As a young Latino from a low-income, inner-city neighborhood who went on to graduate from Stanford, I’m considered by those who know me to be an example of how education and motivation can open any door in our great country. As an educator, I have seen, and even helped with, increasing efforts to build on these concepts by working to instill ‘grit’ and a ‘growth mindset’ in students, from college down to elementary school. But the truth is that, for young people without access to the right networks, merely having the right mindset is too often not enough to overcome the opportunity gaps they face.
Since her influential TED Talk in 2013, Angela Lee Duckworth’s theory of “grit,” an ongoing personal commitment to long-term goals, has gained tremendous popularity as a key predictor of success. Aligned with the concept of grit, Carol Dweck’s Mindset: The New Psychology of Success, expounded on the importance of understanding that intelligence is not fixed, but that rather, we can strengthen our brain. This dispels the myth that many, even some teachers, have perpetuated that, “I’m not good at math,” unwittingly contradicting the basic premise that there is a purpose and benefit to studying.
To help correct and adjust these ‘fixed mindset’ statements and beliefs, researchers and educators including Dweck’s students at Stanford’s Project for Education Research That Scales (PERTS) center worked with Baltimore City Schools teachers and other educators to develop and validate free informational and curricular resources for teachers and students at www.mindsetkit.org. Bolstered by a wealth of research validating improved academic, attendance, and behavior outcomes for students who develop a growth mindset, PERTS and the educators who have adopted the approach have hope that this will be the solution to closing the achievement gaps persistent in education.
However, if career outcomes are considered a long-term measure of success in achieving the American dream and ending generational cycles of poverty, a recent Atlantic article headline pointed out, “Education isn’t the key to a good income.” The article cites a recent working paper (Rothstein, 2017) that identified the structure of the local labor market as a greater influence on economic mobility than the education system.
This aligns with the conclusions of the 25-year study by Johns Hopkins researcher Karl Alexander’s (Long Shadow of Poverty, 2014), which showed low-income students learned on pace with their peers during the school year, but started school less ready than their middle-class peers and fell increasingly behind with each summer, moreover facing slim chances of escaping poverty due to a lack of key connections to the workforce. “Strong role models may be in short supply, the institutional infrastructure is weak, and, of most immediate relevance, bridges to good job opportunities in the wider world are in short supply.”
In fact, when it comes to actual job placement, a 2012 survey found that relevant work experience is more important to employers than strong academic performance. Low-income students have less access to the social capital available to their middle-class peers for accessing internship opportunities and, in interviews, are cited as lacking needed ‘soft skills’ (Reardon, 2013), an affirmed correlation to the income achievement gap. Recent research has shown internships to be an ideal method of developing these soft skills (NACE, 2017), and employers are discovering that in addition to fostering effective communication skills in their youth interns, the employees they assign to support the interns also develop valuable coaching skills in the process (Alper, 2017).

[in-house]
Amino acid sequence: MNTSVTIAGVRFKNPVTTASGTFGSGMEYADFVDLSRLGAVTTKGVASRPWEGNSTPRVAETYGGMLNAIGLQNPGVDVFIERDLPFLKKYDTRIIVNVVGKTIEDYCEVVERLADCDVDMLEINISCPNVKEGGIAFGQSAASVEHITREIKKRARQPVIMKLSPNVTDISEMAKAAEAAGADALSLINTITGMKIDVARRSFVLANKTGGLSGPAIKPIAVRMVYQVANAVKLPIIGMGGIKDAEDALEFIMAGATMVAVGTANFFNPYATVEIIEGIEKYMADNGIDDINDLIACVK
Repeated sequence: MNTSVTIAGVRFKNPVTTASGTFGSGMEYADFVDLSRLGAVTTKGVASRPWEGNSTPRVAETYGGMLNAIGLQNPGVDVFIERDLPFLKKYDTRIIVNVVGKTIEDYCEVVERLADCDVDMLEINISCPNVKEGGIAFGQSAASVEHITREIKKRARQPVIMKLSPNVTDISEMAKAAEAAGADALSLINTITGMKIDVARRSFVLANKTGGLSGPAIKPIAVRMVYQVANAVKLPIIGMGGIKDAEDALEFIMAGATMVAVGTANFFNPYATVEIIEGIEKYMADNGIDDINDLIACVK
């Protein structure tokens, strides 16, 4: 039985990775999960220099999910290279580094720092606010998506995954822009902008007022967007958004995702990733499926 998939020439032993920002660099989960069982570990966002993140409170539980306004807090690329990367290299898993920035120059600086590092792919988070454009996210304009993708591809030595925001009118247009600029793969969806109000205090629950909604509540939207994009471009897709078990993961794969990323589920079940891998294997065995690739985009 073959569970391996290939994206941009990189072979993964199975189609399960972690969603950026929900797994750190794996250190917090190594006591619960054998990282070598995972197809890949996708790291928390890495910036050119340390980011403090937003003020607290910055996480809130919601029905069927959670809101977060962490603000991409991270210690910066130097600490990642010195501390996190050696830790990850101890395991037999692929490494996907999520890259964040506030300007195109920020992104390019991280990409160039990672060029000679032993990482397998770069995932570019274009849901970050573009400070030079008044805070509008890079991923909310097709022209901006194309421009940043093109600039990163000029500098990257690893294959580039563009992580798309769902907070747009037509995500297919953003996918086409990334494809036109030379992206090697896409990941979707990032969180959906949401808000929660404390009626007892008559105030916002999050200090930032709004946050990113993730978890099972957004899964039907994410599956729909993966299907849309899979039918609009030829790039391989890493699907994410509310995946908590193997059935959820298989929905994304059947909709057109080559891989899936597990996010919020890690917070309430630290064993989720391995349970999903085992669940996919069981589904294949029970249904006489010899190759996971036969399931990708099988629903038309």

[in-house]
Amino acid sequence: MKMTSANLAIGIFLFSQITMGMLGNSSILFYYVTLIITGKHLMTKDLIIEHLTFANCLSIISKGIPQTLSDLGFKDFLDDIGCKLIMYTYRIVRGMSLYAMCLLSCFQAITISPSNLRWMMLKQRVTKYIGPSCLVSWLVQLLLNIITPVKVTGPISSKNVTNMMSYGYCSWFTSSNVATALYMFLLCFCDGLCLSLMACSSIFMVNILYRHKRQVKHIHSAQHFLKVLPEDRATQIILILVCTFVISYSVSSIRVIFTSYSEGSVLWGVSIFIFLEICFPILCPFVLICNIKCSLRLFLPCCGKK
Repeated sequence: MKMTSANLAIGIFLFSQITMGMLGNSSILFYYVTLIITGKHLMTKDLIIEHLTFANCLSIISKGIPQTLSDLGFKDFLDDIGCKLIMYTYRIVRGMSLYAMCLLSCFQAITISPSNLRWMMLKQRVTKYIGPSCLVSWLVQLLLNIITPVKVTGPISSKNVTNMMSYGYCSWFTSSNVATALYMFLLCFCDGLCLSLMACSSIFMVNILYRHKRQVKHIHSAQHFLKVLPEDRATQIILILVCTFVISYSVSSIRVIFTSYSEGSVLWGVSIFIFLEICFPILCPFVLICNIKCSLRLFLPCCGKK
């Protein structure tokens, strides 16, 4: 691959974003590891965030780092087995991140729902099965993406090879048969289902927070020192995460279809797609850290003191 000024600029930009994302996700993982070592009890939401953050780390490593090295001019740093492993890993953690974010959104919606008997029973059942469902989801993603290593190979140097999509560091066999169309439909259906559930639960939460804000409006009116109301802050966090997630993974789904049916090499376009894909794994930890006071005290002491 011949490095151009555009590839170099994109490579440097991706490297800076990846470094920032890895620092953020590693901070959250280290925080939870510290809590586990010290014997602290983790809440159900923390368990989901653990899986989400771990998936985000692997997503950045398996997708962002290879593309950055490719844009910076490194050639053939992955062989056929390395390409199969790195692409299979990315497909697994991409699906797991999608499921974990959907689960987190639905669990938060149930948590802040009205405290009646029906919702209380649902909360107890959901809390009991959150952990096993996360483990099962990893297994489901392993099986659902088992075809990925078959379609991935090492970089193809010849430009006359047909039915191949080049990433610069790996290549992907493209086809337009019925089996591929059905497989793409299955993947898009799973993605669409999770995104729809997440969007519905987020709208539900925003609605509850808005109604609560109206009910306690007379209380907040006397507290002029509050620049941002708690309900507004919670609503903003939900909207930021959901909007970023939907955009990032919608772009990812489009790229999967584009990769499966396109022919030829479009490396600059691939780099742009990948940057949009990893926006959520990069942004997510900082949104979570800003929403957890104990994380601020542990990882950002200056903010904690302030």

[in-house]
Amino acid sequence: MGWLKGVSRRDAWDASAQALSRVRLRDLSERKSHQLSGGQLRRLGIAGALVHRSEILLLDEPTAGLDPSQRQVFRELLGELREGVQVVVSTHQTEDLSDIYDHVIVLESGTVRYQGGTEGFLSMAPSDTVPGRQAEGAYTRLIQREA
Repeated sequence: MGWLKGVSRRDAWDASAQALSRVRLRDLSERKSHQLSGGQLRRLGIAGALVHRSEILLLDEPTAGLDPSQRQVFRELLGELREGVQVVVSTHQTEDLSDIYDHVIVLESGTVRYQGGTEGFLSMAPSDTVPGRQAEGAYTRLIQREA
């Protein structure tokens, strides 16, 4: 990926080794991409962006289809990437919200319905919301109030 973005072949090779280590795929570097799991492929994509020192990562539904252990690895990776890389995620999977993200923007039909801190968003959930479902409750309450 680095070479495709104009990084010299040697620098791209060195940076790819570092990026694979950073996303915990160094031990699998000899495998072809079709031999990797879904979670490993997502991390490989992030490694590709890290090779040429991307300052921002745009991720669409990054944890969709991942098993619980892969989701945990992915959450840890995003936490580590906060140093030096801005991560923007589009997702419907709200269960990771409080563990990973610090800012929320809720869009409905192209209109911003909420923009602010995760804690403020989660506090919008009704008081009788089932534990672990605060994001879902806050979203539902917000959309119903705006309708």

One school working vigorously and successfully to leverage internships as one of its three pillars, along with academic excellence and career content, is Green Street Academy in Baltimore. Beyond its vibrant and welcoming learning spaces, maximizing students’ interest through incredible project-based learning opportunities including aquaponics and climate-controlled ‘food computer’ greenhouses they program using open-source code from MIT, Green Street has facilitated exponential growth in student internships.
Applying lessons learned from early cohorts of just 8 student interns in 2013 and 2014, along with recent investment in staffing a highly qualified internship manager, Tia-shon Kelley, has allowed the school to scale to 136 paid opportunities last school year and an anticipated 250 such opportunities across multiple sectors this year. Evidence of the success of this model is Green Street’s high rate of attendance, a critical first step (90% for grades 6-12 last school year vs. a district average of 83%), and even more concretely, its first graduating class: All 36 graduates this past June were accepted to college, despite the additional challenge that 45% of the first graduating class faced, with an identified learning disability. The school is building on the increased engagement its model has spurred, having begun to bring up students’ academic test scores as well, being among the district’s top 10 schools for growth in English language arts proficiency.
As businesses assess their workforce needs and strategies for building their talent pipeline, they have no greater resource than the youth in their neighborhood high schools, yielding an incredible return on their investment while helping the community hold up its end of the social compact in the next generation’s pursuit of happiness.
-Rudy Ruiz, Chief Education Officer, Maryland Business Roundtable for Education